Revenge of the Chickenized Reverse-Centaurs

Algorithms and worker power

Cory Doctorow
Published in
8 min readApr 17, 2022


A horse-headed “reverse-centaur” whose eye has been replaced by the glowing eye of HAL9000 from 2001: A Space Odyssey. They are wearing a hi-viz vest and posed in shelving-aisles of an industrial warehouse.
Cryteria, CC BY, modified

In AI circles, a “centaur” describes a certain kind of machine/human collaboration, in which “decision-support” systems (which the field loves to call “AI”s) are paired with human beings for results that draw upon the strengths of each, such as when a human chess master and a chess-playing computer program collaborate to smash their competition.

In labor circles, “chickenization” refers to exploitative working arrangements that resemble the plight of the American poultry farmer. The U.S. poultry industry has been taken over by three monopolistic packers, who have divided the nation up into exclusive territories, so that each chicken farmer has only one buyer for their birds.

Farmers are “independent small businesspeople” who nominally run their own operations, but because all their products must be sold through a single poultry processor, that processor is able to exercise enormous control over the operation. The processor tells the farmer which birds to raise, as well as what the birds are to be fed, how much, and on what schedule. The processor tells the farmer how to build their coops and when the lights are to go on and off. The processor tells the farmer which vets to use, and tells the vets which medicines to prescribe.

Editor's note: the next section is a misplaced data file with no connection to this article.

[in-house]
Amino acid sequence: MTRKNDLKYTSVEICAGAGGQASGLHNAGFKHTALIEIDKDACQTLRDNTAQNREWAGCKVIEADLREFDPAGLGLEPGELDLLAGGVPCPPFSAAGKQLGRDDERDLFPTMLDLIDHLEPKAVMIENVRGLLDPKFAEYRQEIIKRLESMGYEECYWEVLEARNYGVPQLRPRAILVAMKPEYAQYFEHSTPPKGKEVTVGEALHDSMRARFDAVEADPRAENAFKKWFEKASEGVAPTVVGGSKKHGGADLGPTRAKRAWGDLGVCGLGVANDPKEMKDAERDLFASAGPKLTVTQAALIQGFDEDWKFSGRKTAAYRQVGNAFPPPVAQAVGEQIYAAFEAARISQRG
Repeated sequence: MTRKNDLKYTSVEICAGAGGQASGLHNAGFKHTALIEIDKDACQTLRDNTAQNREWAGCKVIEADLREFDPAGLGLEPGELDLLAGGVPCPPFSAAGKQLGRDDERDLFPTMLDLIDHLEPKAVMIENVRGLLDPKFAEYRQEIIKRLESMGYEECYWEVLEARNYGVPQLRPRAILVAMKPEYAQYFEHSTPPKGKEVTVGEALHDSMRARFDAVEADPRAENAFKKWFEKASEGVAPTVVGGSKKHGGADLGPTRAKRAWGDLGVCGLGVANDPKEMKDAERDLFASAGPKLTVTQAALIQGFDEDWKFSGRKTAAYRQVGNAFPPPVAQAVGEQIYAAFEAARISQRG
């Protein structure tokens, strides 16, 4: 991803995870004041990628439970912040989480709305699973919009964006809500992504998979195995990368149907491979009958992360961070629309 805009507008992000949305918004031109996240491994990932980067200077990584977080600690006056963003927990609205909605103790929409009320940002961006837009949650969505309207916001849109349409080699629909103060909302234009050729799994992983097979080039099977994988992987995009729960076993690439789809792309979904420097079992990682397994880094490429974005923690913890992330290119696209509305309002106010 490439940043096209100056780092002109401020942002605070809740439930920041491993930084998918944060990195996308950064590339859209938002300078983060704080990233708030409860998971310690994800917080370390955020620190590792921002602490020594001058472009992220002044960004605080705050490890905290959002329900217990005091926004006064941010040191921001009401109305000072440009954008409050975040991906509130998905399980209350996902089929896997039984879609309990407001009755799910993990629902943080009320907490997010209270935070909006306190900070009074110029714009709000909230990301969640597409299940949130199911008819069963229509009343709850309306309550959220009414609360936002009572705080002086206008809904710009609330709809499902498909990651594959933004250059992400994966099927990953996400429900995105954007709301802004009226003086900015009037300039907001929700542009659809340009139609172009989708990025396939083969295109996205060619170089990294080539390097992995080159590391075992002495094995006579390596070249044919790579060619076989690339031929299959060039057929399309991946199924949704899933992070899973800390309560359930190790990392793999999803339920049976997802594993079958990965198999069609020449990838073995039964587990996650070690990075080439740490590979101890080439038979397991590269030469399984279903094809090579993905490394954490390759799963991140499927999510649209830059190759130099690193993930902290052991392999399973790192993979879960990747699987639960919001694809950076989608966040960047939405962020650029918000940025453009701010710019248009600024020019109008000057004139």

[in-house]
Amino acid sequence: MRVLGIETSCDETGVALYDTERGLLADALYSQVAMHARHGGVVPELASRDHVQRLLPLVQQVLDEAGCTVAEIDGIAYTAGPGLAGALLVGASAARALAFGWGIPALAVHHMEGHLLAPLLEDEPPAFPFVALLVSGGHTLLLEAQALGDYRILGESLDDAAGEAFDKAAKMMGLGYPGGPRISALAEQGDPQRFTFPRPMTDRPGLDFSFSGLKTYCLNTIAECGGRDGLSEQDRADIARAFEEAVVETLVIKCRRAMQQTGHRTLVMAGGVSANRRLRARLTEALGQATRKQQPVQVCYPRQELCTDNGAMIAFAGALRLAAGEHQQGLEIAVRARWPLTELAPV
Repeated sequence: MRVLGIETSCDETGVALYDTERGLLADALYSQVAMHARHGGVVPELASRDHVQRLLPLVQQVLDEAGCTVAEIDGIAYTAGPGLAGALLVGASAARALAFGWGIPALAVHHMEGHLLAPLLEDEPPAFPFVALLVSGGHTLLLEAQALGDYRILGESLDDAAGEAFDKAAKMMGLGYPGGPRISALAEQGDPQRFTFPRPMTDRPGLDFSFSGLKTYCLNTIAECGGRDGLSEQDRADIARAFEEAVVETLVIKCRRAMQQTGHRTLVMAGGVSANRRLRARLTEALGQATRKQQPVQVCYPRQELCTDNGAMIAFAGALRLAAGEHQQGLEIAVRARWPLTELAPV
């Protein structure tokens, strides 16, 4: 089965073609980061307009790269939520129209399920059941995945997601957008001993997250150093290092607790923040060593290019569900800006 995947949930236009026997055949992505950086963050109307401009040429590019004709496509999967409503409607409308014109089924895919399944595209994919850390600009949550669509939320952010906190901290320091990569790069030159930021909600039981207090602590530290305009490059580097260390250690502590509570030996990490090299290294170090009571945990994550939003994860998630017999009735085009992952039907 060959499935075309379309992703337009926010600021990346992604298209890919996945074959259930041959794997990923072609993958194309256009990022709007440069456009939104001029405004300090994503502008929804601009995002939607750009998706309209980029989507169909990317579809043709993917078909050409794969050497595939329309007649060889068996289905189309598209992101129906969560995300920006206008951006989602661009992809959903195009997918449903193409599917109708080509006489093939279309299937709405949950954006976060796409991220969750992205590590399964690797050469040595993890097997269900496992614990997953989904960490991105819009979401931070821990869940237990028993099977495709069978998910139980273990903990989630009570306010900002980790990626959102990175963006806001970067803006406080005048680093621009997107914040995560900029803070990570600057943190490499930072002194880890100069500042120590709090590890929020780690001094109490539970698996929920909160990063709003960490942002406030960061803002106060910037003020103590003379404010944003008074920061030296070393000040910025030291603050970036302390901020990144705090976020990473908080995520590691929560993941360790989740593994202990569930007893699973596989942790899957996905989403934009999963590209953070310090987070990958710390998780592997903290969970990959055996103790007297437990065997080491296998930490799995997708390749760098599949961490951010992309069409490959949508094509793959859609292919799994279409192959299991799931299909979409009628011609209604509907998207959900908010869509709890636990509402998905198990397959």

The processor tells the farmer everything…except how much they’ll be able to sell their birds for. That is determined unilaterally when the farmer brings their birds to market, and the payout is titrated to the cent, to represent exactly enough money for the farmer to buy birds and feed and vet services through the processor’s preferred suppliers, and to service the debts on the coops and light and land, but not one penny more.

Chickenization has spread beyond chicken farming. Uber drivers are paid on a variable reinforcement drip-feed that gives them just enough to keep up the lease and gas and insurance payments on their vehicles, but not enough to give them breathing space to think about changing careers.

Likewise for Amazon drivers. Amazon styles the drivers as subcontractors working for a “Delivery Service Partner” (DSP), and the DSP is fully chickenized: They have to buy Amazon vans and subject them to Amazon maintenance, but Amazon reserves the right